Romania and the Netherlands

LEEUWARDEN – When I moved to Leeuwarden one year ago, I was looking forward to a new beginning and a new life. I had been to Amsterdam before and I had an idea of what the Dutch culture was like, so overall I was excited to move here. I felt at home from the beginning. I don’t know if it was because of the Frisian welcome or the friendly people I met at university, but I could barely feel that I was new there.The wonderful landscape and the fresh air reminded me that I was no longer living in a capital (Bucharest), but in a small and tranquil town in the northern Netherlands.

By: Ligia Mihai

There are many differences between Romania and the Netherlands. Perhaps the biggest one is the weather. I hate rain and from all I have seen, so do the Dutch. The wind makes it even more difficult to bike around the city, this being another aspect I had to get used to. Back home, I used to have a car and drive all around by myself. Here, I use the bike everywhere and I started to love it.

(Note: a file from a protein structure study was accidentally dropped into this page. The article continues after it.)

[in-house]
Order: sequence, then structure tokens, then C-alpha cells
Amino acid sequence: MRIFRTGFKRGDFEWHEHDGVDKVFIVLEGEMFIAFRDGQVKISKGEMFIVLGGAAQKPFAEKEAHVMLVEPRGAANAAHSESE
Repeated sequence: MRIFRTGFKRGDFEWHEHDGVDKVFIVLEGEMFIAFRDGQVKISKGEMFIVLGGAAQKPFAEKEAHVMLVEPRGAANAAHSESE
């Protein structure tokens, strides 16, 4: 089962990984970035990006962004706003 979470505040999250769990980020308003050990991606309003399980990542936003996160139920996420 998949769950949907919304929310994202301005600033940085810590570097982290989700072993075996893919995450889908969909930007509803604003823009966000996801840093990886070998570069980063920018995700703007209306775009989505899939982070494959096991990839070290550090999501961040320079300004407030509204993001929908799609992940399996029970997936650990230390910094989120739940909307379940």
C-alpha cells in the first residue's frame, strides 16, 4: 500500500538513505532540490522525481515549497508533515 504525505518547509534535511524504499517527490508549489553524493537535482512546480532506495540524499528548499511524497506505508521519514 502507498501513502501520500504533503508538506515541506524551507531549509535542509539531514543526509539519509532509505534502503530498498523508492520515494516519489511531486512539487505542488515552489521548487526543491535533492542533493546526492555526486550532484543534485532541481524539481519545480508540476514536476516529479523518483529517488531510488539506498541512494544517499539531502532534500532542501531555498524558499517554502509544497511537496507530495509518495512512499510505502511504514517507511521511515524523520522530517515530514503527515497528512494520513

Another main difference is the food. Romanians have a passion for food, so to say, and we love eating. Our cuisine is rich and delicious and I miss it every day. Traditional dishes like Sarmale and Polenta (minced meat rolled into sour cabbage), Ciorbă (sour soup with meat, vegetables and sour cream etc.) and Zacuscă (vegetable spread) make me often homesick. Here, in Holland, I tried “bitterballen” and “stroopwafels”, which I love. A Dutch delicacy similar to a Romanian one, is “oliebollen”, or as we call it, Papanași. It is perhaps my favourite dessert ever, which we serve with sour cream and jam.

Moving on from food, another difference between Romania and Holland is size. Romania is bigger than Holland in both size and population. This is why traffic is condensed and ineffective compared to Holland, where the roads are new and modern. This is a big difference. Holland is a very modern country, where technology is highly advanced. Don’t get me wrong, we have electricity and heating (unlike many Dutch people believe, from what I have noticed). It is just that we have not had so many opportunities to develop. However, the Romanian people are warm and welcoming, being excellent hosts for any tourist in the world.

After one year of living here in the Netherlands, I can say that I have found a second home where I feel welcome and happy, but I still miss my home country deeply, every day.